Job prospects Food Technologist in Canada

People working as a food technologist have different job prospects depending on where they work in Canada. Find out what the future holds for them in your province or territory. These prospects are applicable to all Chemical technologists and technicians (NOC 2211).

Note that these employment prospects were published in December 2019 based on information available at that time. You can read our new special report to learn about the impact of COVID-19 on some occupations in your province or territory. You can also visit the Canadian Online Job Posting Dashboard to find the latest data on the demand and work requirements for this occupation.

Job opportunities over the next 3 years

Explore future job prospects by province and territory.

Location Job prospects
Newfoundland and Labrador Undetermined Undetermined
Prince Edward Island Fair Fair
Nova Scotia Fair Fair
New Brunswick Fair Fair
Quebec Fair Fair
Ontario Fair Fair
Manitoba Fair Fair
Saskatchewan Limited Limited
Alberta Limited Limited
British Columbia Limited Limited
Yukon Territory Undetermined Undetermined
Northwest Territories Undetermined Undetermined
Nunavut Undetermined Undetermined
Legend: The job opportunities can be: Undetermined Limited Fair Good

You can also look at this data on a map. Go to LMI Explore

Labour market conditions over the next 10 years

Take a closer look at the projected labour demand and supply for this occupation over the 2019-2028 period. For more information on future job trends, go to the Canadian Occupational Projections System.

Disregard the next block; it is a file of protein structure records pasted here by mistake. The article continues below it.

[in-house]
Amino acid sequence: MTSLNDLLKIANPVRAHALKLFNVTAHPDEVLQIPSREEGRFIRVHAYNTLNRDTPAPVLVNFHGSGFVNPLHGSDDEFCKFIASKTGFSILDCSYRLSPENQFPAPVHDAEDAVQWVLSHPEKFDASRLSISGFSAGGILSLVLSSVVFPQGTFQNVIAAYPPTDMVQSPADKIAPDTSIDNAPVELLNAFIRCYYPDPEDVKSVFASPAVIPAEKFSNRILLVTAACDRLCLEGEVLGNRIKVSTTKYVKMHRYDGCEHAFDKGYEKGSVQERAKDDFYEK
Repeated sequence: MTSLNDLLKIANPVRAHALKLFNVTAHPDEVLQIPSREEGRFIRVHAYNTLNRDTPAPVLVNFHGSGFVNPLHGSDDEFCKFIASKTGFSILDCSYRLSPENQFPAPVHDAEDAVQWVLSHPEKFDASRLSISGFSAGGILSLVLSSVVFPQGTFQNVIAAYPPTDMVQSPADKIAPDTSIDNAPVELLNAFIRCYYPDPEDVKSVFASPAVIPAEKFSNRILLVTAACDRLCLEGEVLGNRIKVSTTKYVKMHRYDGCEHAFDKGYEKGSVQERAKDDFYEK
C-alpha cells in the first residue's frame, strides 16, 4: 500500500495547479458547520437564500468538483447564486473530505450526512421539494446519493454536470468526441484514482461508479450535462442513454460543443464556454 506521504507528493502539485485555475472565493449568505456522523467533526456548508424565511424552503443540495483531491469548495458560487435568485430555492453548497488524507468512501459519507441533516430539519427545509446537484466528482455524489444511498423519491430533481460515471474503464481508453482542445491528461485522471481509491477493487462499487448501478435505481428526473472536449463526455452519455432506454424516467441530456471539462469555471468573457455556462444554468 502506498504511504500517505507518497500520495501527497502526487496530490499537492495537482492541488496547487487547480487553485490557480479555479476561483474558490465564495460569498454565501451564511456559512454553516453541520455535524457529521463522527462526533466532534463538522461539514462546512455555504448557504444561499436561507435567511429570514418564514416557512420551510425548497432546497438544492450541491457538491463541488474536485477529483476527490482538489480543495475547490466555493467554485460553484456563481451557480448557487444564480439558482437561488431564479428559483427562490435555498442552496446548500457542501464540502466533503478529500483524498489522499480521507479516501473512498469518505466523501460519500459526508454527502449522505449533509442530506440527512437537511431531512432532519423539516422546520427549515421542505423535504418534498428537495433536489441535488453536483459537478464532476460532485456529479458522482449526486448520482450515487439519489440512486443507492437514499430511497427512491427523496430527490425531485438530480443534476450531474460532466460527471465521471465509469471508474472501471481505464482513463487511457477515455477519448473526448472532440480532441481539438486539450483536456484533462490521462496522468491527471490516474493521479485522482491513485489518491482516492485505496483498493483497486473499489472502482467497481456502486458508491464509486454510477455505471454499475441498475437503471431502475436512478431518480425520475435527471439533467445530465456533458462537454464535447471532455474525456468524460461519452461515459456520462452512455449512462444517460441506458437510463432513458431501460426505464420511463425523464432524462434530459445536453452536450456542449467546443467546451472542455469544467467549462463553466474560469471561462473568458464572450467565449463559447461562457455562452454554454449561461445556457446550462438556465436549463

Summary

BALANCE: Labour demand and labour supply are expected to be broadly in line for this occupation group over the 2019-2028 period at the national level. The section below contains more detailed information regarding the outlook for this occupational group.

Employment in 2018

33,800

Median age of workers in 2018

39

Average retirement age in 2018

65.0

Detailed analysis

In order to determine the expected outlook of an occupation, the magnitude of the difference between the projected total numbers of new job seekers and job openings over the whole projection period (2019-2028) is analyzed in conjunction with an assessment of labour market conditions in recent years. The intention is to determine if recent labour market conditions (surplus, balance or shortage) are expected to persist or change over the period 2019-2028. For instance, if the analysis of key labour market indicators suggests that the number of job seekers was insufficient to fill the job openings (a shortage of workers) in an occupational group in recent years, the projections are used to assess if this situation will continue over the projection period or if the occupation will move towards balanced conditions.